Activist Tessa Yarbrough Passes Unanimous Anti-Corruption Resolution in Virginia
Who is Tessa Yarbrough? Tessa is a high school student at William Byrd High School in Virginia. In February of 2018, at the national Unrig the System summit, she and her mother Angela Yarbrough were honored with a Courage Award for their incredible activism. Tessa was honored as a developing leader in the anti-corruption movement.
Like many GenZ activists, Tessa understands that many issues facing the American people are tied to our broken political system. She is actively taking matters into her own hands—and is working collaboratively with community partners to pass laws to fix it.
A Path to Activism – Democracy Spring
This is a multigenerational story of love and advocacy. In 2016 Angela and Tessa participated in Democracy Spring. They walked over 140 miles from Philly to DC in 10 days to protest the corrupting influence of money in politics. They, along with hundreds of others, had vowed to sit on the steps of the U.S. Capitol, risking arrest in order to get their message out. Tessa was the only minor arrested that day. Separated from the others, she spent 12 hours in a holding cell before her release at 3am—to her very worried mother. Angela said that she and Tess knew the consequences, and that it was never a question that they would follow through to send an important message to the country. They walked, they risked arrest—and they’re an incredibly inspiring team.
So in 2016 Tessa was arrested, alongside her mother Angela Yarbrough, in the largest civil disobedience action of the 21st century – demanding an end to political corruption. For their extraordinary actions, they were presented with the inaugural Unrig Courage Award in 2018.
In an essay recently penned by Tessa herself, she explains how she got involved:
“Being at Unrig and going up on stage to accept the Courage Award was amazing; but even more inspiring was the experience that led to my receiving it. In April 2016, I participated in the Democracy Spring march from Philadelphia to D.C. My mom had asked me to come with her, and I said yes not so much out of dedication to the cause, but more because the 9-day, 140-mile march sounded like an adventure. But the experiences I had, knowledge I gained, and friends I made over the course of the march created in me a growing determination to remain part of the movement.
So I stayed—stayed and participated in the sit-ins at the Capitol, difficult as it was to convince my mom to let me—stayed ten hours in a jail cell—and I stayed an activist.”
As a result, Tessa started the William Byrd High School Democracy Matters Club at the start of the next school year. She has been working to raise awareness about money in politics – helping to solve the problem she has identified – ever since. She is collaborating with peers, community leaders, and especially Represent Roanoke, the local chapter of Represent.Us that was founded by her mother. The Represent Roanoke, VA chapter continues to be led by David and Ann Denham in collaboration with others across the state; a strong and unified voice in the state against corruption.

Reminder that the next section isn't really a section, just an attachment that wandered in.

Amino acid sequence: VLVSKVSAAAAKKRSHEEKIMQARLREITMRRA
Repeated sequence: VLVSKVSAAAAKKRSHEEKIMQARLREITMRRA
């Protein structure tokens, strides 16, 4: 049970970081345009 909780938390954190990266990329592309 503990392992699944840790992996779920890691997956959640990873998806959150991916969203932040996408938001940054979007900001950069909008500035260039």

Young Activist Steps Up to the Plate
On June 5 2018, Tessa was the driving force behind passing an anti-corruption resolution through the Vinton, VA Town Council. The town council members are publicly nonpartisan, like Represent.Us members. The resolution was a nonpartisan call on Virginia’s state legislature for electoral and campaign finance reform, and it passed the town council unanimously, in a 5-0 vote. Tessa had been working closely with local community leaders, organizing fellow students, and speaking with town council officials for months in support of the resolution.
Represent.Us members are bringing together conservatives, progressives and everyone in between to pass anti-corruption laws in cities and states around the country. The Vinton resolution joined over 80+ others which have already been passed in cities and towns across the country, continuing to build momentum towards statewide and, ultimately, national reform.
The Impact: A New Generation of Politics
In telling the world about what motivates her, Tessa explains to us how every issue facing our nation is linked together. “It is impossible not to care deeply about this issue once you learn the scope of the consequences it has for the American people and the world. From the environment, to education, to foreign policy, to healthcare, to nearly every other matter of importance in the United States – money in politics drowns out the people’s voice, replacing it with corporate influence and resulting in bad policy that hurts the American people. I’m not going to quit this movement until this problem is fixed.”
If Tessa can do all this before she turns 20, imagine what she’ll accomplish over the course of her lifetime. Tessa is about to graduate high school in the Class of 2018 and will soon be in college at the University of Richmond, where she will continue her democracy reform activism. What does the future hold for Tessa? “My hope is that before I graduate, Richmond will be added to the growing list of cities taking a stand against corruption.”